However, it still wasn’t fulfilling that need to go to the mosque and have that Friday experience. I had this experience in 2012 of going to a conference at UC Santa Barbara called “The Reconstituting Female Authority in Islam Conference,” and it was at that conference that my eyes were completely opened. All of the internal struggles that I was feeling, everything became crystal clear at that conference, and I realized,
“Okay this is not an issue with me internally, there is an issue with the way women are being treated currently in our religion.”
I also learned about the vast history of female Muslim religious authorities and scholars. Thousands of them during the time of the Prophet Muhammad (PBUH) and up until a few hundred years after his death were female Muslim scholars, and they were chosen to memorize hadith (sayings of the Prophet) and pass them on. They chose women because the translators wanted as short a train of narrations as possible, and women had a longer life span and sharper memories. They picked them as young girls and had them sit with scholars, at three or four years old, learning and memorizing hadith, and then passing them on until the end of their lives.
One of the scholars there, Dr. Khaled Abu El Fadel, drew this amazing metaphor:
“You know, if there were a group of scholars who wanted to come up with a decision or a fatwa on stem cell research, but none of those scholars consulted any doctors, none of them were medical experts, none of them were doctors themselves; would you say that their fatwa and their information, in deriving those laws, are complete? Similarly, even though many male scholars studied under female scholars, those who wrote down the laws of fikh, the ones who actually codified Islamic law were mainly men. Could it be said that, because none of them were women, and none of them had the knowledge of what its like to be a woman, that there is an element that is missing to women’s fikh?”
This concept of women’s voices being an awrah [something that must be guarded] is not a prophetic concept, it’s an idea that came afterwards. It could be said that if there were female scholars who were writing down the law at that time, wouldn’t the women say men’s voices are also an awrah? Women are not just passive objects of desire, women also have agency, they also desire men.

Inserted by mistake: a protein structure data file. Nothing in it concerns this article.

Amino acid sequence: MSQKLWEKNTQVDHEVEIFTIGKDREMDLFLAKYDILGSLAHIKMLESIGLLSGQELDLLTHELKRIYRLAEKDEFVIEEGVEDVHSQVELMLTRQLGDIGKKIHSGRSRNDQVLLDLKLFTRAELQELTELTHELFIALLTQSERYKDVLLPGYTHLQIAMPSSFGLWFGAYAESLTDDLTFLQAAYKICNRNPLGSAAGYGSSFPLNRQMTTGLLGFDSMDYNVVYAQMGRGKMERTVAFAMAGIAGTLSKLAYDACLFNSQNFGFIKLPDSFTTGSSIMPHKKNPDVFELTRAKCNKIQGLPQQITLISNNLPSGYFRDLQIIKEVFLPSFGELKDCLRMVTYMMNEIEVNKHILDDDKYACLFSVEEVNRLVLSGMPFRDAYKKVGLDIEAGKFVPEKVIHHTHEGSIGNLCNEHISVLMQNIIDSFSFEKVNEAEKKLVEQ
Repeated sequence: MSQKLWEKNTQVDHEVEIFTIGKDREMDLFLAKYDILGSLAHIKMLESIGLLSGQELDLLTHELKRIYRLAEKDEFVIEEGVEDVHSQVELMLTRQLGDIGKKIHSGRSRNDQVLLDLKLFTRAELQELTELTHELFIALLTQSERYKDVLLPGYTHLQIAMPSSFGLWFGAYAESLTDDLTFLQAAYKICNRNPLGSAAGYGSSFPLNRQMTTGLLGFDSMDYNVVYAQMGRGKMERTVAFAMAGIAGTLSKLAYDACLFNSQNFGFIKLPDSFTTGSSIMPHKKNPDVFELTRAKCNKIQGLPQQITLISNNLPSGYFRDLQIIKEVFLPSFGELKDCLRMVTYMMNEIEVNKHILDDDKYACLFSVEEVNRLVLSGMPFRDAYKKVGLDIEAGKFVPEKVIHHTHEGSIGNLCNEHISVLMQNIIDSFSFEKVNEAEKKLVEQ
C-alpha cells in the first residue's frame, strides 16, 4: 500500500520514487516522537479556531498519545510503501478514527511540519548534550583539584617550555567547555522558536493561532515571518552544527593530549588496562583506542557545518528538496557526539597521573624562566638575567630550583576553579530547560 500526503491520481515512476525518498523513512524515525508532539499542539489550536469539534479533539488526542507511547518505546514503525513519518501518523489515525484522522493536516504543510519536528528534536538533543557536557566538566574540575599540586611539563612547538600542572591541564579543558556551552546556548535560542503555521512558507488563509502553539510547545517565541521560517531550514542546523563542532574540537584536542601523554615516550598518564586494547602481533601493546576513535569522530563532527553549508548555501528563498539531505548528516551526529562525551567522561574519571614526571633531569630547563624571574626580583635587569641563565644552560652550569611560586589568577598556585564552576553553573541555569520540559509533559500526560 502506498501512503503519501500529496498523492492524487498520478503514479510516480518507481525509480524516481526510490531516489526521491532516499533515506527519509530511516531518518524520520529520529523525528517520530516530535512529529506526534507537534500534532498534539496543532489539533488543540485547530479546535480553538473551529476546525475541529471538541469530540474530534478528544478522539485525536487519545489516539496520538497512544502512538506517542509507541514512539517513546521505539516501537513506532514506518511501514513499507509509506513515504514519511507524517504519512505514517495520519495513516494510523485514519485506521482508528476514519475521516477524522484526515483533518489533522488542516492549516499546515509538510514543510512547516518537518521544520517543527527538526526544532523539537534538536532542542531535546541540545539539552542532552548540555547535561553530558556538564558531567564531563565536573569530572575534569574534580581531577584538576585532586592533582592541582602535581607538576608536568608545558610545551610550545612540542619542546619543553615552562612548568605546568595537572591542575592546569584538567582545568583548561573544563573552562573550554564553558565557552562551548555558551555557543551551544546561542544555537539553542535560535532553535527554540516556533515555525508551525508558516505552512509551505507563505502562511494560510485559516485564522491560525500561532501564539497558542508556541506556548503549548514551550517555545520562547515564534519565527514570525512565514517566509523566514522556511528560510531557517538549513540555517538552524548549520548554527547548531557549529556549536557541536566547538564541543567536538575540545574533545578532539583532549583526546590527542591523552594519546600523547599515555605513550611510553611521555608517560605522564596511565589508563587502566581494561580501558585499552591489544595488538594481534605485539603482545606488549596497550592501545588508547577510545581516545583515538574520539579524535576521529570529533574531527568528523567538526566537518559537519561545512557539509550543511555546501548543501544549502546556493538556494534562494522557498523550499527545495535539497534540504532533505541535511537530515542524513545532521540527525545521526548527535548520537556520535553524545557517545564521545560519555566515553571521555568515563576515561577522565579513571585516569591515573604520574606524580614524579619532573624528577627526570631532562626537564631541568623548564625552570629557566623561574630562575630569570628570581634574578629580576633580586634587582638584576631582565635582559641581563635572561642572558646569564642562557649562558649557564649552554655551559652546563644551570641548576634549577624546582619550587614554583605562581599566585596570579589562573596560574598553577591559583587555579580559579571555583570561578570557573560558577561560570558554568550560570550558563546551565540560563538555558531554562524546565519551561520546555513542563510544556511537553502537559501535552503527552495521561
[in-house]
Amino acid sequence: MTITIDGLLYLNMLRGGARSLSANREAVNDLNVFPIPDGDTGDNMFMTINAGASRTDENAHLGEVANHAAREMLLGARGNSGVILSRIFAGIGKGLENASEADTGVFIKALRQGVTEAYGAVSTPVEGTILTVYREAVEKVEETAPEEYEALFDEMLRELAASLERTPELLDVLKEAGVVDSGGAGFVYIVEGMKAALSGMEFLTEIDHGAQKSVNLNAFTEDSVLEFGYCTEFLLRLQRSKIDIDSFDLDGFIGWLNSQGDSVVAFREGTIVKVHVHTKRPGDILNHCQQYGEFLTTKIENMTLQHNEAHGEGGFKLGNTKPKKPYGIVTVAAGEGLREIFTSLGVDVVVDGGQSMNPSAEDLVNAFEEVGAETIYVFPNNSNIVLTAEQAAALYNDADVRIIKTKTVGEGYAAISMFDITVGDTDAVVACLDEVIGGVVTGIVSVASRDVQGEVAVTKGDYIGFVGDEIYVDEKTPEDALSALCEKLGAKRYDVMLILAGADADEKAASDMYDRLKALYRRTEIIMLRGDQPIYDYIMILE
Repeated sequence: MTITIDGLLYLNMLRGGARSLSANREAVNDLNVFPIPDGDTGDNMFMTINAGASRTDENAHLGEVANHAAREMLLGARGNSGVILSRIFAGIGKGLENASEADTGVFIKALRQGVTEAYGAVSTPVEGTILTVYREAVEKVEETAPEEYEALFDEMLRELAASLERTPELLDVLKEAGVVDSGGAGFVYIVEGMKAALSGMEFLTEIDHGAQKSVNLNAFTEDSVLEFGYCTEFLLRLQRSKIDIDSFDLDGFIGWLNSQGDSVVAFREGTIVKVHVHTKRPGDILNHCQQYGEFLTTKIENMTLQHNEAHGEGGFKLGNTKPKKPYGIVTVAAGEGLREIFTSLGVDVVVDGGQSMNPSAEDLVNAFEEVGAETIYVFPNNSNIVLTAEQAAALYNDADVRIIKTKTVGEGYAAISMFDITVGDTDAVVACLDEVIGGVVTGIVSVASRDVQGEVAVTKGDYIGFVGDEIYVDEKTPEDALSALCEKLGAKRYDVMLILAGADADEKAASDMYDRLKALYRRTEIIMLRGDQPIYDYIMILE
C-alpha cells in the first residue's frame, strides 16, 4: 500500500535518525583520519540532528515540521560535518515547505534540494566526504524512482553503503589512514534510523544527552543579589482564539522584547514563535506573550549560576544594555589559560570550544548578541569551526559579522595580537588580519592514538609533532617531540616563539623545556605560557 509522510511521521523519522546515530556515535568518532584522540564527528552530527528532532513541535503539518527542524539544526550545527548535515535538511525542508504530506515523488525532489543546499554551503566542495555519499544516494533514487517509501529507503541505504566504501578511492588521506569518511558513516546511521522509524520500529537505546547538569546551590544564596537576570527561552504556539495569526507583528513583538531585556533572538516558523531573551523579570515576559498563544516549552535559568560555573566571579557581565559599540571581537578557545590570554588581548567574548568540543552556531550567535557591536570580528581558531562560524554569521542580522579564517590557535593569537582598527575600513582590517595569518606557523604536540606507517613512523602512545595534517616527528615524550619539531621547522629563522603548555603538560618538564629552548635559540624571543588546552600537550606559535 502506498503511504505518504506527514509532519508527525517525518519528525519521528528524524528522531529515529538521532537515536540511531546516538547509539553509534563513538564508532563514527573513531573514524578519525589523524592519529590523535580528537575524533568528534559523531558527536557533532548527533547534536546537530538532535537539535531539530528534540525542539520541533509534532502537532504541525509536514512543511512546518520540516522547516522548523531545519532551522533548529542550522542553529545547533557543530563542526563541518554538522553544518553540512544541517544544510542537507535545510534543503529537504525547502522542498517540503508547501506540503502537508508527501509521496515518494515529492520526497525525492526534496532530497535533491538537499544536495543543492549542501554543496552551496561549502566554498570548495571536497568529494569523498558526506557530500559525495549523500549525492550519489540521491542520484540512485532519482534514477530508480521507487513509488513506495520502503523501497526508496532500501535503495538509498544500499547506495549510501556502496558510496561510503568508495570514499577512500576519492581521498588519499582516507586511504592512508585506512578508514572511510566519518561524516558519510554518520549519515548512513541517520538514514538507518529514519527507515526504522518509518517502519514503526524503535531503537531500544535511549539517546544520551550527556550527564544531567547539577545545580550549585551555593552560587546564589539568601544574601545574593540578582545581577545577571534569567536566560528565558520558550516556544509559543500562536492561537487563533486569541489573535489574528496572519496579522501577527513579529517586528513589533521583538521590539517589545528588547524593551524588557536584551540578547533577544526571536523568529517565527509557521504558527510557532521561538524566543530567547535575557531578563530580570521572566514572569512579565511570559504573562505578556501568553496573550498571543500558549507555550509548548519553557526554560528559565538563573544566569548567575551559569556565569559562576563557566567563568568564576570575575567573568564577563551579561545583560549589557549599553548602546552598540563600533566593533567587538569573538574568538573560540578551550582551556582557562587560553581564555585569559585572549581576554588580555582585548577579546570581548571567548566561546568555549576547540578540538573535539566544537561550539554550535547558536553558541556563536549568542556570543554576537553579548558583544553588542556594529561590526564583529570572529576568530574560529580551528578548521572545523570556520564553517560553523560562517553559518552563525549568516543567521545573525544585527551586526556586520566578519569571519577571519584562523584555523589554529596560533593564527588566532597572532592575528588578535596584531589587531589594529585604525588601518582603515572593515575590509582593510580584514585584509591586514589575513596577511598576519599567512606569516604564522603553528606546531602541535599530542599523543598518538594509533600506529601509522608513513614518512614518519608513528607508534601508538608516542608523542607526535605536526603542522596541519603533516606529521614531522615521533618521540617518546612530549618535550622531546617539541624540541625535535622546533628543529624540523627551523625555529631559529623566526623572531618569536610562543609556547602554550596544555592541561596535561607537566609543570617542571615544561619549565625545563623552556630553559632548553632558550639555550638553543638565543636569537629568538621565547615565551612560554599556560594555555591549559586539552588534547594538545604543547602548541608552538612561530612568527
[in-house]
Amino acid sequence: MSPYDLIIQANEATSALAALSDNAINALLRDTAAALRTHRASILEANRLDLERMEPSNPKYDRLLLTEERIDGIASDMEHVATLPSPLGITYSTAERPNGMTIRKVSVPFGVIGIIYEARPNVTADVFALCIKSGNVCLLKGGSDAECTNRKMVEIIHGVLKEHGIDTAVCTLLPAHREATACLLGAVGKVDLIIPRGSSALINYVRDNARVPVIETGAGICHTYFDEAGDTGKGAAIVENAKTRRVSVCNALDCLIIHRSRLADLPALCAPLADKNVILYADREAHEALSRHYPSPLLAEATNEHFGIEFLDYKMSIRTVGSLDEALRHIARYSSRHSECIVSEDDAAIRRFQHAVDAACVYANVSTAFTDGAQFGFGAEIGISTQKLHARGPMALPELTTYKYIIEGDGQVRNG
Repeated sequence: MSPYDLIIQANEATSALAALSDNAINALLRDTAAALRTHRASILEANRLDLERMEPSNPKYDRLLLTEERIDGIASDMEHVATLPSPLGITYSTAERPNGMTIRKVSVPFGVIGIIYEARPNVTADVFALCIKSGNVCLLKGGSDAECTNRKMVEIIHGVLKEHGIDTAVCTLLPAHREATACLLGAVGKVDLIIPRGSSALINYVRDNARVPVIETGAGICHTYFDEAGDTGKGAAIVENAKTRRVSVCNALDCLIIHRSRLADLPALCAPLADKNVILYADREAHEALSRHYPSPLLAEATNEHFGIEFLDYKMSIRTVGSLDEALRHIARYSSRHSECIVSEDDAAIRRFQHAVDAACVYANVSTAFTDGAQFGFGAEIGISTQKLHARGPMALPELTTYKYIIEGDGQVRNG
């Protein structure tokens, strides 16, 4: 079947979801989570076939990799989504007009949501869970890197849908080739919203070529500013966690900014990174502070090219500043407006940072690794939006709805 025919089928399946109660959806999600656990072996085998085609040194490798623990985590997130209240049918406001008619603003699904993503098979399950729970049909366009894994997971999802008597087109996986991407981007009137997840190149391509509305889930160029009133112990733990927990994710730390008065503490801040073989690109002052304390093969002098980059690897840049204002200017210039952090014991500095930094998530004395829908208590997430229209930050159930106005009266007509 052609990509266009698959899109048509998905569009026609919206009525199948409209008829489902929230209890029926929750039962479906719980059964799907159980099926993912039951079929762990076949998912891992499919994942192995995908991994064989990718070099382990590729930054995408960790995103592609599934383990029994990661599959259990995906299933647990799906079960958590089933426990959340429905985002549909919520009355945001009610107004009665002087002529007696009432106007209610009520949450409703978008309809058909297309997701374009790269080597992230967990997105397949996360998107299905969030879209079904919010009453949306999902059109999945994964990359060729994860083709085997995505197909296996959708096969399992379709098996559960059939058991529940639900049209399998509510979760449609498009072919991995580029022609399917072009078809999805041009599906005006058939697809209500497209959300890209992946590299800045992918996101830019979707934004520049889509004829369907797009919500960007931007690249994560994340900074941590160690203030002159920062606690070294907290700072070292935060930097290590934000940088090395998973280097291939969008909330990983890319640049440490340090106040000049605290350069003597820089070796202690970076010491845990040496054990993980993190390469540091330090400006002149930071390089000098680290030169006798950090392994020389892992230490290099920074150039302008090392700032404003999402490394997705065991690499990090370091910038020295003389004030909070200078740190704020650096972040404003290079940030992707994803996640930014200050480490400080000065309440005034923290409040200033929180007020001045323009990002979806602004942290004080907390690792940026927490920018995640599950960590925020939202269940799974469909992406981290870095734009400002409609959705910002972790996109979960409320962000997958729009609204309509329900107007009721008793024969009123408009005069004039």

So in a way, we really missed out when the female Muslim scholars and leaders of Islam sort of died out of the framework. We, as an ummah [community], really started to miss out. So that’s what inspired me to see a resurgence to that time and to start to inspire and develop more Muslim leaders and scholars. Muslim women make up half the ummah, and not only that, it was a 2009 Gallup poll that said that Muslim women are the second most educated female religious demographic in America, second to Jewish women.
So why is our ummah in a state of disrepair? The first Muslim astronaut was a woman, the youngest Nobel Peace Prize winner was a Muslim girl, and we have so much potential. Why is that these voices and talents are going to waste? We need to hear the Muslim female voice.
I returned to that conference and enrolled in Al-Rawiya College, where they had an Alimah training program. For a year I studied under Shaykha Reima Yosif. I felt so inspired that every time I went to the mosque, I was like,
“Wow, I wish I could just hear a woman speak to me, instead of a man speak at me. And not even at me, he can’t even see me, he doesn’t even know I exist.”
And so that’s where this came from. It came from a place of love and inspiration and just wanting to hear the female voice.